Google Adds Opt Out to WiFi Mapping

Google is adding privacy options in their WiFi location database. Today, Peter Fleischer, Google’s Global Privacy Counsel, announced a method to opt out of having your wireless access point included in the Google Location Server.

The wireless access point information we use in our location database, the Google Location Server, doesn’t identify people. But as first mentioned in September, we can do more to address privacy concerns.

We’re introducing a method that lets you opt out of having your wireless access point included in the Google Location Server. To opt out, visit your access point’s settings and change the wireless network name (or SSID) so that it ends with “_nomap.” For example, if your SSID is “Network,” you‘d need to change it to “Network_nomap.”

To get started, visit this Help Center article to learn more about the process and to find links with specific instructions on how to change an access point’s SSID for various wireless access point manufacturers.

As we explored different approaches for opting-out access points from the Google Location Server, we found that a method based on wireless network names provides the right balance of simplicity as well as protection against abuse. Specifically, this approach helps protect against others opting out your access point without your permission.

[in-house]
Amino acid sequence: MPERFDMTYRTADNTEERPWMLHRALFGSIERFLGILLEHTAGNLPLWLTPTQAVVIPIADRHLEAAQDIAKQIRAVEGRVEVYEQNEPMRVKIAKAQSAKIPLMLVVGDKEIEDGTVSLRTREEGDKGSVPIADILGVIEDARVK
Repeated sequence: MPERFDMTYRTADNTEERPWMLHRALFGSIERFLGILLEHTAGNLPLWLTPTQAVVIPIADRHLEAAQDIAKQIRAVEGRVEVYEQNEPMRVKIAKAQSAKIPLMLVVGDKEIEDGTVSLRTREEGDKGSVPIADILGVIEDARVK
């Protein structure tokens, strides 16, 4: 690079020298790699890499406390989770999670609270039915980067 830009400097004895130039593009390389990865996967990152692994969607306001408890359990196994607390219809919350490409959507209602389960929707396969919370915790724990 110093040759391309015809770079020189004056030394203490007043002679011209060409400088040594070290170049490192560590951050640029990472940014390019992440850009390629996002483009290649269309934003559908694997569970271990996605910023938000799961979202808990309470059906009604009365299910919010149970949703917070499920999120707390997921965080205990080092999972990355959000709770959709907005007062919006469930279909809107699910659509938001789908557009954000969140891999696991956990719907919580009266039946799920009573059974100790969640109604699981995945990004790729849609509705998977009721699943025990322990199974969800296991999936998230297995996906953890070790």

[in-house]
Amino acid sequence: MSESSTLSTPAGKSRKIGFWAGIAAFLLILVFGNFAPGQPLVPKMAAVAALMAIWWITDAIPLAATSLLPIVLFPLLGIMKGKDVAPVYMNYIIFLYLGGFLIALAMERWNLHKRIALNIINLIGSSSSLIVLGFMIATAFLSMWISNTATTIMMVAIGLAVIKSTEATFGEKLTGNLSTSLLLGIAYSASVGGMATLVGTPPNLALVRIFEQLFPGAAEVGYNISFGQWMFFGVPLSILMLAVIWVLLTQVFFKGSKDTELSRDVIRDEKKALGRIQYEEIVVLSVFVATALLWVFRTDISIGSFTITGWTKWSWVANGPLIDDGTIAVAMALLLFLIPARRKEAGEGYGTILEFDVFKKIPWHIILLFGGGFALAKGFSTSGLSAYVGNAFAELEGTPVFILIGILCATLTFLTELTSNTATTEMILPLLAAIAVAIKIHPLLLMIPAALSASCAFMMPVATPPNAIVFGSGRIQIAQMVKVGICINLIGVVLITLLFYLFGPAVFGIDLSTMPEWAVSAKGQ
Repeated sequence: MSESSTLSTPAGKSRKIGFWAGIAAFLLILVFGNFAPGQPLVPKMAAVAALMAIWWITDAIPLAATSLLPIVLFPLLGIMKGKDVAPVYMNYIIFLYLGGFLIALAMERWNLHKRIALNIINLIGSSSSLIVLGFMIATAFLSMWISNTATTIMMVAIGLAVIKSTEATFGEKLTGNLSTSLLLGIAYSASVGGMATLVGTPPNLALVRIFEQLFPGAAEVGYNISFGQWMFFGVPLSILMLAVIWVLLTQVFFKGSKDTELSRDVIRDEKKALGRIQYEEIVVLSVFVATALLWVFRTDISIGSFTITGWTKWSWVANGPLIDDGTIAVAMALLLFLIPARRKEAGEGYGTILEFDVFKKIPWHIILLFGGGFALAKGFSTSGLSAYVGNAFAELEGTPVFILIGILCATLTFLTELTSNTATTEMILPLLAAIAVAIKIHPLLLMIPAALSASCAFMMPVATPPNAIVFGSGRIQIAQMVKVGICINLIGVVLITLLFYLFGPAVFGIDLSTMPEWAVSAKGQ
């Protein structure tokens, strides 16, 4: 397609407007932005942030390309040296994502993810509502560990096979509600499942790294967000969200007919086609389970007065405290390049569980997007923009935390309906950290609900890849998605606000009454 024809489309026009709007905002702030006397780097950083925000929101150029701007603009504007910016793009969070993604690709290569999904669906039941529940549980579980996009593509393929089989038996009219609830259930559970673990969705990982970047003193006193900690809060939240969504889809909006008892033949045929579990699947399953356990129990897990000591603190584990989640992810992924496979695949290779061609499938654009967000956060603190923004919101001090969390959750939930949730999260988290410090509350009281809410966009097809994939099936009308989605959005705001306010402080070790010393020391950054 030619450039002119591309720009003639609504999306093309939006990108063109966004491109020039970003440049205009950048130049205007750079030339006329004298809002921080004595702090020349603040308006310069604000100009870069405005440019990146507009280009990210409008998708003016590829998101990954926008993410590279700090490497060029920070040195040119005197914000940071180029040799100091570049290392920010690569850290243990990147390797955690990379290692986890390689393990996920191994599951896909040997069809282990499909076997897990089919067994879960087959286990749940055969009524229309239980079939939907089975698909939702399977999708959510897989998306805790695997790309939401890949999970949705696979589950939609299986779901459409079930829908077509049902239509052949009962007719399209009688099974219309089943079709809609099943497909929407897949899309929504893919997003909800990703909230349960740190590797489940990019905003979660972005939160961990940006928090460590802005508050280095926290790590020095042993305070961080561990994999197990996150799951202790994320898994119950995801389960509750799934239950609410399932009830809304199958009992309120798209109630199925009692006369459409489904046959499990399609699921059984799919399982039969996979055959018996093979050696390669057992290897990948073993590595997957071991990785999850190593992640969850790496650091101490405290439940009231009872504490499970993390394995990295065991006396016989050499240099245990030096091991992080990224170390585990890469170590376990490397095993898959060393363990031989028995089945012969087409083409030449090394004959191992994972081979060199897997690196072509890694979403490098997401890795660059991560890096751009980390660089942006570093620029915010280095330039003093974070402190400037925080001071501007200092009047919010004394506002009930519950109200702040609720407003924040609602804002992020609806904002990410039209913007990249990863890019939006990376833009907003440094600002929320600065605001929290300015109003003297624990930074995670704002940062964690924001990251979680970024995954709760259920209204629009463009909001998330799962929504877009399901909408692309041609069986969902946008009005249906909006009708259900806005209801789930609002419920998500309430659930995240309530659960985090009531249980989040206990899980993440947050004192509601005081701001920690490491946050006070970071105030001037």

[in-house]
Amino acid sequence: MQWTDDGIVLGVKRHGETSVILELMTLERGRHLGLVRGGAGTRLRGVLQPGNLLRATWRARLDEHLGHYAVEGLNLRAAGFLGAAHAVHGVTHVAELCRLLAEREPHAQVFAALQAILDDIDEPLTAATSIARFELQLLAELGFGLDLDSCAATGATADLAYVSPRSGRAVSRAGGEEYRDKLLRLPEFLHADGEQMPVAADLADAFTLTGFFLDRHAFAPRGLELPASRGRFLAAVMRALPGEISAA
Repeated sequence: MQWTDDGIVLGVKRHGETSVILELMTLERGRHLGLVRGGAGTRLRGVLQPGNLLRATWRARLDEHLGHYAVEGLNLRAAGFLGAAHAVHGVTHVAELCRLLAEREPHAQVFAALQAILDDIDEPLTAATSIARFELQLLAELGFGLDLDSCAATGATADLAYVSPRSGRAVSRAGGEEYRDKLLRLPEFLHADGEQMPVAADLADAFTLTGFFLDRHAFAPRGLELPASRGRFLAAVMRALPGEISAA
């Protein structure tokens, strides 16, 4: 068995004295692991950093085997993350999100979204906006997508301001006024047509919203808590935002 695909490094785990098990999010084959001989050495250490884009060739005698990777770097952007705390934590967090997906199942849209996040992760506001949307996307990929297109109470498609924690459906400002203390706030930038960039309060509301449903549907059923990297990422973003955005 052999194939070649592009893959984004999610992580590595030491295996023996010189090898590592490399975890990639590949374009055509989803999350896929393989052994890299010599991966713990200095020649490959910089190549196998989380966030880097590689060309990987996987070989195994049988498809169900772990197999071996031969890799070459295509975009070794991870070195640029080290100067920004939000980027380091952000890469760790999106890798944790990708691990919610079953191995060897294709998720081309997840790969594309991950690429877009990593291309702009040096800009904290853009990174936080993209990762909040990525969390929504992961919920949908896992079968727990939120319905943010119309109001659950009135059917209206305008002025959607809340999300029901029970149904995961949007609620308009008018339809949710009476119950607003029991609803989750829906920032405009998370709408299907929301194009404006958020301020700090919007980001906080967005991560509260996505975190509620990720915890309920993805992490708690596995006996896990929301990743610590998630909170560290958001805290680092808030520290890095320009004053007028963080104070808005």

Finally, because other location providers will also be able to observe these opt-outs, we hope that over time the “_nomap” string will be adopted universally. This would help benefit all users by providing everyone with a unified opt-out process regardless of location provider.


ComputerWorld reviews how Google collects basic Wi-Fi data. It includes Service Set Identifier (SSID) information and Media Access Control (MAC) addresses, a burned-in unique identifier.

This information is used to help the company improve the accuracy of some of its location-based products, such as Google Maps, by matching publicly broadcast information about local wireless networks with their approximate geographic location.

In other news, Google announced on their Lat Long Blog that starting today, business labels for locations you’ve rated with Google Places will be highlighted on the map with your corresponding rating beneath it.

Additional places that Google’s system thinks you might enjoy visiting — either to eat, shop, or more — will be highlighted as well. These personalized recommendations are based on the places and ratings you’ve already shared. These highlighted map labels are available on the desktop and Google Maps for Android.

Posted by Sam Churchill on .

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